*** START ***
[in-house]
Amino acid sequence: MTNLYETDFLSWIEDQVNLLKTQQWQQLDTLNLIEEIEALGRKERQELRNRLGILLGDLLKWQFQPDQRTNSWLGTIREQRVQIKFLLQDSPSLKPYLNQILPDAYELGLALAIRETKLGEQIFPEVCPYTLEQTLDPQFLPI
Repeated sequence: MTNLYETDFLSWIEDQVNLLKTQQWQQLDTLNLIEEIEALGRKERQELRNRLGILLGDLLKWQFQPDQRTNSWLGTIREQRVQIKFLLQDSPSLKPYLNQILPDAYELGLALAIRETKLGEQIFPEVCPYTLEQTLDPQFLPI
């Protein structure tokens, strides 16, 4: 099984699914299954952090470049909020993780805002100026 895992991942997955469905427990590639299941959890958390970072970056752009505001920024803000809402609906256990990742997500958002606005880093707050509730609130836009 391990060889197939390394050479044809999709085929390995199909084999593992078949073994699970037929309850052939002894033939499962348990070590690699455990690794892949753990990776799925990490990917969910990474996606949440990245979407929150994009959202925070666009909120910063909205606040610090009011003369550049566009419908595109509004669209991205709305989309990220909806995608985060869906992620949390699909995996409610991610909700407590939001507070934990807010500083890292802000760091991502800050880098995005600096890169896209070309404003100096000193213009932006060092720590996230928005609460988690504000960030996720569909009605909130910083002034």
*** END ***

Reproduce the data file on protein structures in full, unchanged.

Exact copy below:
[in-house]
Amino acid sequence: MTNLYETDFLSWIEDQVNLLKTQQWQQLDTLNLIEEIEALGRKERQELRNRLGILLGDLLKWQFQPDQRTNSWLGTIREQRVQIKFLLQDSPSLKPYLNQILPDAYELGLALAIRETKLGEQIFPEVCPYTLEQTLDPQFLPI
Repeated sequence: MTNLYETDFLSWIEDQVNLLKTQQWQQLDTLNLIEEIEALGRKERQELRNRLGILLGDLLKWQFQPDQRTNSWLGTIREQRVQIKFLLQDSPSLKPYLNQILPDAYELGLALAIRETKLGEQIFPEVCPYTLEQTLDPQFLPI
């Protein structure tokens, strides 16, 4: 099984699914299954952090470049909020993780805002100026 895992991942997955469905427990590639299941959890958390970072970056752009505001920024803000809402609906256990990742997500958002606005880093707050509730609130836009 391990060889197939390394050479044809999709085929390995199909084999593992078949073994699970037929309850052939002894033939499962348990070590690699455990690794892949753990990776799925990490990917969910990474996606949440990245979407929150994009959202925070666009909120910063909205606040610090009011003369550049566009419908595109509004669209991205709305989309990220909806995608985060869906992620949390699909995996409610991610909700407590939001507070934990807010500083890292802000760091991502800050880098995005600096890169896209070309404003100096000193213009932006060092720590996230928005609460988690504000960030996720569909009605909130910083002034």